RPM spec file syntax

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This is the policy covering RPM spec files in ROSA Linux.

ROSA Linux uses the RPM package format for packages, however everyone seems to have their own style as to the formatting of the .spec files and it can make it confusing for other developers or maintainers to work on these packages.

As a result, we encourage packagers to use the following .spec template when writing or modifying .spec files to make it simple for others to take over or do work on the packages. If everyone follows the same format, there are never any surprises.

More specific policies, such as library policy, alternatives policy, etc can be found in the Packaging Policies section.

Contents

Spec Header

The rpm .spec header contains the important version, source, patch, requires, and buildrequires information for the particular package(s) to be built.


Macros definition

The first part of the spec should contains macros definitions, as illustrated below:

%define major		0
%define libname		%mklibname aide %{major}

All %define statements should be made here, with comments as appropriate. They should be tabbed so as to align properly, as noted above (use two tab widths after the 'name' definition, or column 25 (third tab stop), as this allows for longer definition names). If a definition name is longer and the next tab stop would carry beyond column 26.

Note: defining explicit macros for name, version and release is useless, as those are implicitly defined from corresponding tags.


Name, Version and Release

The first section should contain standard name, version and release tags:

Name:    aide  
Version: 0.13.1
Release: 1

In addition, it can contain Epoch tag which is not reflected in package name but is used when comparing package versions (and is considered to have the highest priority - if two packages have different epoch values, the one with newer epoch is considered to be newer, regardless of version/release or distepoch).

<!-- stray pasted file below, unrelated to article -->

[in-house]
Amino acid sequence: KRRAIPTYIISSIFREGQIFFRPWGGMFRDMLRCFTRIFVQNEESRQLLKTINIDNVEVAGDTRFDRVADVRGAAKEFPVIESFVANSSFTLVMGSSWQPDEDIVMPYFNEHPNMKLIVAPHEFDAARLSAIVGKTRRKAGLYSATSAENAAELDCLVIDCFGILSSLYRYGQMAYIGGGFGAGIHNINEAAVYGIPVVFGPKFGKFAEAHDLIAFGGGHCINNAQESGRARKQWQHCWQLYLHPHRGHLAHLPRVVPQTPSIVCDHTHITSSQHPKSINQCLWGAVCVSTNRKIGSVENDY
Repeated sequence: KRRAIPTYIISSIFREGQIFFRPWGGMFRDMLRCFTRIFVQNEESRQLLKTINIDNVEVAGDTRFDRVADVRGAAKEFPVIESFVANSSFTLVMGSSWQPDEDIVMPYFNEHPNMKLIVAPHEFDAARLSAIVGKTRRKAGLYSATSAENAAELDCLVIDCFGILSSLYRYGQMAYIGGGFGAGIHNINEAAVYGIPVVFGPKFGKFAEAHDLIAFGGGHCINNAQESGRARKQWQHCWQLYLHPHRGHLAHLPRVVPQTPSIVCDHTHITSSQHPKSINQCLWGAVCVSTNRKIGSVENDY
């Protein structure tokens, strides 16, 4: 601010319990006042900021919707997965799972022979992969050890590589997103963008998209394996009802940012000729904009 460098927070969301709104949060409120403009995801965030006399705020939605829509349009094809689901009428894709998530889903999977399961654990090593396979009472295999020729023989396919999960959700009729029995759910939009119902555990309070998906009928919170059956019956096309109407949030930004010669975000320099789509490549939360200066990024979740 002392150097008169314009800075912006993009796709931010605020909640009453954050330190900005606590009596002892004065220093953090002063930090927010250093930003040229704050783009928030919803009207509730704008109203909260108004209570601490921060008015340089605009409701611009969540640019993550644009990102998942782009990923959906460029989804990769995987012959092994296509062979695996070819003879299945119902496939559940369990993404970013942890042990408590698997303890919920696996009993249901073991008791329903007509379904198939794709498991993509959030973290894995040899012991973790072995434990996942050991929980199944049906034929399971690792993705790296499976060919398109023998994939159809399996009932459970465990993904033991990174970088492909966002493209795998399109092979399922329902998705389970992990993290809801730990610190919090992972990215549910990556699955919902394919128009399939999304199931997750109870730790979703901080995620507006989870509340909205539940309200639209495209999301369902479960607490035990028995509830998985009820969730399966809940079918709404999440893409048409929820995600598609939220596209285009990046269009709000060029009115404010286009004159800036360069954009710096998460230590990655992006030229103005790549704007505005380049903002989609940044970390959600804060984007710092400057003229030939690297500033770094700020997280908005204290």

Summary, Name, Sources and Patches

The next section of the header would look as follows:

Summary:        Advanced Intrusion Detection Environment  
License:        GPLv2+
Group:          Monitoring
URL:            http://sourceforge.net/projects/aide
Source0:        http://prdownloads.sourceforge.net/aide/%{name}-%{version}.tar.gz
Source1:        http://prdownloads.sourceforge.net/aide/%{name}-%{version}.tar.gz.asc
Source2:        aide.conf
Source3:        aidecheck
Source4:        aideupdate
Source5:        aideinit
Source6:        aideinit.8
Patch0:         some.patch

As can be seen, everything in is a very linear order:

  1. Summary tag -- a brief one-line description of the package
  2. License tag -- refer to the Licensing policy
  3. Group tag -- the Packaging group this package belongs to
  4. URL -- the home page of the software package
  5. Source0... -- the source files
  6. Patch0... -- the patch files

Source files must begin with Source0, do not use Source: and then Source1:; if a package has exactly one source file, still use Source0 as it may not always continue to have exactly one source file. Likewise for the Patch0 keyword; always begin with Patch0:, and never just Patch:. If a source file has a downloadable URL that it came from, it must be included.

Tab stops here are one shorter than the defines, largely because defines can, and often are, longer but Source, Name, etc. tags tend not to. Instead of progressing to column 25, use column 17, or the second tab stop. It is important that everything is left-aligned for the "second column" or keyword values as it maximizes readability.


Patch Naming

Patches must be named in a very explicit manner to make it very clear to what version it was originally applied against and where it came from. To that end, a patch needs to follow the convention of [package_name]-[version]-[source]-[description].patch:

  • [package_name] is the name of the package it applies against, such as 'shadow-utils' or 'gnupg'
  • [version] is the version of the program this patch was developed against, such as 1.0. If a patch is rediffed because the old patch does not apply to a new version, a new patch must be created with the appropriate name -- it is inappropriate to rediff foo-1.0-rosa-fix.patch against foo-1.2 and continue to use the same patch name. The new patch must be named foo-1.2-rosa-fix.patch.